Huawei has been banned from taking part in Britain’s 5G network. In an order issued yesterday after a meeting by UK ’s National Security Council, Huawei equipment will be removed entirely from Britain’s 5G network by the end of 2027.
The U.K. had previously offered Huawei a limited role in its 5G network in January. But pressure from the U.S., recent sanctions procurement of chips, and the Hong Kong issue forced the country to go back to the drawing board.
Britain’s National Cyber Security Centre warned ministers that the U.S. sanctions on procurement of chips meant Huawei was not a trustworthy supplier, according to Reuters.
Prime Minister Boris Johnson ordered telecommunications companies to stop buying equipment from Huawei by year-end and to purge the equipment from their network in the next seven years. Huawei was to supply the U.K. with up to 35% of non-core 5G equipment.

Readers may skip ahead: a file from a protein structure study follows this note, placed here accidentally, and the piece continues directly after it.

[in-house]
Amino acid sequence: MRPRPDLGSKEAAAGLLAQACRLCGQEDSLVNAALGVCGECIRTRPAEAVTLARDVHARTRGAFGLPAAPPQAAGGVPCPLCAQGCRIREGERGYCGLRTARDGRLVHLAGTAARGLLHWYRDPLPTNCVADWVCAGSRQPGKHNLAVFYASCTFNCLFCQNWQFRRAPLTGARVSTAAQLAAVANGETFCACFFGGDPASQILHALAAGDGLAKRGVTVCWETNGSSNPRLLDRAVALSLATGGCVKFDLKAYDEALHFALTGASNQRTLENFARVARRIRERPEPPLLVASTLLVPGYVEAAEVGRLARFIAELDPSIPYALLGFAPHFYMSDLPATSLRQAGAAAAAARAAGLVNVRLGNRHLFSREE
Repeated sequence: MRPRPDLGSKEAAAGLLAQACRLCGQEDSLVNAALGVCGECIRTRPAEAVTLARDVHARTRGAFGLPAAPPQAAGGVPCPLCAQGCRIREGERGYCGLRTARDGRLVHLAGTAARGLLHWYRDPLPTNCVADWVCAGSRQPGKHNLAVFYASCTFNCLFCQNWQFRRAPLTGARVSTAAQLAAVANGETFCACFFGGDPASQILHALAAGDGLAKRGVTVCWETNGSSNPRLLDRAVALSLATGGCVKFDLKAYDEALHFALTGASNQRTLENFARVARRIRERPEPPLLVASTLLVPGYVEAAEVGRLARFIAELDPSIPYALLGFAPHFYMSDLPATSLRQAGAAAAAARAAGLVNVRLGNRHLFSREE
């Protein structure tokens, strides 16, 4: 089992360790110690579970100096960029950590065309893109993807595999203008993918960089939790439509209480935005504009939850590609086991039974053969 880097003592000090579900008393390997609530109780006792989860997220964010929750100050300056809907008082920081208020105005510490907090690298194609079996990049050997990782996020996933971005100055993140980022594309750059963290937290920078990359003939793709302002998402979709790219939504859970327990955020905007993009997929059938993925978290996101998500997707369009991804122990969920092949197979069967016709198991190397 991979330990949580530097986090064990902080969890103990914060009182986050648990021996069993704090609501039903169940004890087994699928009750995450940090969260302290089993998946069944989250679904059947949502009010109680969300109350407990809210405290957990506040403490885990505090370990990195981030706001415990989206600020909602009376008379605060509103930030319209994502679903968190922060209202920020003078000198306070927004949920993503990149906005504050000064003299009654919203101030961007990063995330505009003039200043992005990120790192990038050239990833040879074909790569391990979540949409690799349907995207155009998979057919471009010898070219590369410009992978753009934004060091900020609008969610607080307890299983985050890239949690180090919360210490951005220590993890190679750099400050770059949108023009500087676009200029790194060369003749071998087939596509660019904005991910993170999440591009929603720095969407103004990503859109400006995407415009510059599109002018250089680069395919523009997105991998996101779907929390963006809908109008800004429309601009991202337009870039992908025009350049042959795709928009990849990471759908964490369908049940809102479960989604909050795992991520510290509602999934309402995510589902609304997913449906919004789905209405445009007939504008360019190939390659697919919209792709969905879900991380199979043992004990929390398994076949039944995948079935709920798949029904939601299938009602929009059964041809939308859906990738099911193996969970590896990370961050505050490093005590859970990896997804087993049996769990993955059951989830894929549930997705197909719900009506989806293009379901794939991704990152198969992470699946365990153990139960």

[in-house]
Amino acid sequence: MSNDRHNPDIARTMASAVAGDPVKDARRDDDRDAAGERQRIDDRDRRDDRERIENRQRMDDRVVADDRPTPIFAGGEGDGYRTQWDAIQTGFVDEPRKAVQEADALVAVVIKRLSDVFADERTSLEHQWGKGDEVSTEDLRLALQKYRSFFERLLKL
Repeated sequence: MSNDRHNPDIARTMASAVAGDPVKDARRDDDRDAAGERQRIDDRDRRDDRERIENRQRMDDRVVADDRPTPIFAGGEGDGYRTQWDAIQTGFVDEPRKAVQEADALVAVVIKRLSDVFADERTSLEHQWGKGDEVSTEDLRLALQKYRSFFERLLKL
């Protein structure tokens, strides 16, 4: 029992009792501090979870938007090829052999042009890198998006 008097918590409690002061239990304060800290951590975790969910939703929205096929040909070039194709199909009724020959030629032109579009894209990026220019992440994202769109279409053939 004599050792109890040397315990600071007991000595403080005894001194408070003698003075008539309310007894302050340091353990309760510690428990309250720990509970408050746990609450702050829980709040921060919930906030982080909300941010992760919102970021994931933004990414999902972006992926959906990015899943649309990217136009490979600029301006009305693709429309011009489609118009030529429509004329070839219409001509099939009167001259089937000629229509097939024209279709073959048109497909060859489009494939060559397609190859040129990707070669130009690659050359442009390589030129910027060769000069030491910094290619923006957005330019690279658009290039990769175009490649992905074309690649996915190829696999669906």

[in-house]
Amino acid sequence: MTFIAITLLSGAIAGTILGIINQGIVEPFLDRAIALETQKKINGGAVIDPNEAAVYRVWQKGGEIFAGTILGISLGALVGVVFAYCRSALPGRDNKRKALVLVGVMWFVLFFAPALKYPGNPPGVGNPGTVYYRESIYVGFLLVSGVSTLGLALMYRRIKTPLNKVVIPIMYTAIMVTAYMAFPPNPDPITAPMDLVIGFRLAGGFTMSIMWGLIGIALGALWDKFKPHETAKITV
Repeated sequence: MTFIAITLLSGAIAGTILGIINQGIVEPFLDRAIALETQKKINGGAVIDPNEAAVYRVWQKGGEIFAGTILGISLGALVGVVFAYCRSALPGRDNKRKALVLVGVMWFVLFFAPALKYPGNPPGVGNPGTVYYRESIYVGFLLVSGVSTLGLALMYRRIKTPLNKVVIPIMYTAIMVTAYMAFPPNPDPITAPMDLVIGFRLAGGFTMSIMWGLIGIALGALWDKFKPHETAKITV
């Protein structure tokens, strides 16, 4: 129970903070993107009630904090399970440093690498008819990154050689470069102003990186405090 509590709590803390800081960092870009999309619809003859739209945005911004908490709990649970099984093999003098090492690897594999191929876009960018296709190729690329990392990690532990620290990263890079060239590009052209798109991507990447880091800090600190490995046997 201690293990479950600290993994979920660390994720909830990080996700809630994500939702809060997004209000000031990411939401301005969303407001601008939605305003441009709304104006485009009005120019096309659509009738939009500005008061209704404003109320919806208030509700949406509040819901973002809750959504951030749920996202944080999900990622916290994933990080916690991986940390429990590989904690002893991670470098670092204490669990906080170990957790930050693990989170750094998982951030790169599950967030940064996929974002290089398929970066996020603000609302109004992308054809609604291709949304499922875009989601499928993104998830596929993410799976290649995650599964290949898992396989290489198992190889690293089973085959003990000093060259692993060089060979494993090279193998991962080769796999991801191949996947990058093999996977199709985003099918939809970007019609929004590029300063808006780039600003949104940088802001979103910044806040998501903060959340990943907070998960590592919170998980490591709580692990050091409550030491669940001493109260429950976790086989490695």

“This has not been an easy decision, but it is the right one for the U.K. telecoms networks, for our national security and our economy, both now and indeed in the long run,” said Oliver Dowden, a digital minister.
The decision could lead to a delay in 5G rollout, and it will also cost the U.K. more, as a result.
The overturn ends Britain’s two-decade-long partnership with Huawei.
Huawei’s 5G participation has already been banned in the U.S., Australia, New Zealand, Japan, and Taiwan.
Locally, Safaricom announced earlier this year that they would be using Huawei to build their 5G network.
“We will use Huawei in 5G … What will we do in terms of the American statements about not using Huawei? We don’t have that situation in Africa,” said then Acting CEO Michael Joseph, in February. Could this have an impact on Safaricom’s choice of 5g partners? Probably no.
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